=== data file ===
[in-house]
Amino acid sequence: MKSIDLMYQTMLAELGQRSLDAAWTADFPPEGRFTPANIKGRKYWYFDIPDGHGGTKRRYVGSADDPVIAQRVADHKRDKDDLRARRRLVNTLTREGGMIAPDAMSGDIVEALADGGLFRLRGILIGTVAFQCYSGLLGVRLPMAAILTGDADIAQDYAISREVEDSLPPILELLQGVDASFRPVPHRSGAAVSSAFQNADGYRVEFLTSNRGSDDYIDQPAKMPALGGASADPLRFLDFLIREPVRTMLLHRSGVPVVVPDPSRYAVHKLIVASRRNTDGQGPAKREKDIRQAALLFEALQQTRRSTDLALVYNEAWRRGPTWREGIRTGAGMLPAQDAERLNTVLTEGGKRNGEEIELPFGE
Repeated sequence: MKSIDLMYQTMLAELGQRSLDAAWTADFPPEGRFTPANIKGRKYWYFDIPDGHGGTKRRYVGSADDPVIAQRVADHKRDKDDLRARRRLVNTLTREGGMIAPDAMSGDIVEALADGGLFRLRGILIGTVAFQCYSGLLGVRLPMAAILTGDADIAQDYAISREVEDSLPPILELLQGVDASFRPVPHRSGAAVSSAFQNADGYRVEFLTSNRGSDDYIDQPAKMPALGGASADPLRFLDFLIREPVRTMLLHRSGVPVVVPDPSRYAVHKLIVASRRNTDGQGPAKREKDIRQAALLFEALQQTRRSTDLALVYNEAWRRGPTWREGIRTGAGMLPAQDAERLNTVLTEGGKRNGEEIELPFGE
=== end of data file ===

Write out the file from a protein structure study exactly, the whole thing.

[in-house]
Amino acid sequence: MKSIDLMYQTMLAELGQRSLDAAWTADFPPEGRFTPANIKGRKYWYFDIPDGHGGTKRRYVGSADDPVIAQRVADHKRDKDDLRARRRLVNTLTREGGMIAPDAMSGDIVEALADGGLFRLRGILIGTVAFQCYSGLLGVRLPMAAILTGDADIAQDYAISREVEDSLPPILELLQGVDASFRPVPHRSGAAVSSAFQNADGYRVEFLTSNRGSDDYIDQPAKMPALGGASADPLRFLDFLIREPVRTMLLHRSGVPVVVPDPSRYAVHKLIVASRRNTDGQGPAKREKDIRQAALLFEALQQTRRSTDLALVYNEAWRRGPTWREGIRTGAGMLPAQDAERLNTVLTEGGKRNGEEIELPFGE
Repeated sequence: MKSIDLMYQTMLAELGQRSLDAAWTADFPPEGRFTPANIKGRKYWYFDIPDGHGGTKRRYVGSADDPVIAQRVADHKRDKDDLRARRRLVNTLTREGGMIAPDAMSGDIVEALADGGLFRLRGILIGTVAFQCYSGLLGVRLPMAAILTGDADIAQDYAISREVEDSLPPILELLQGVDASFRPVPHRSGAAVSSAFQNADGYRVEFLTSNRGSDDYIDQPAKMPALGGASADPLRFLDFLIREPVRTMLLHRSGVPVVVPDPSRYAVHKLIVASRRNTDGQGPAKREKDIRQAALLFEALQQTRRSTDLALVYNEAWRRGPTWREGIRTGAGMLPAQDAERLNTVLTEGGKRNGEEIELPFGE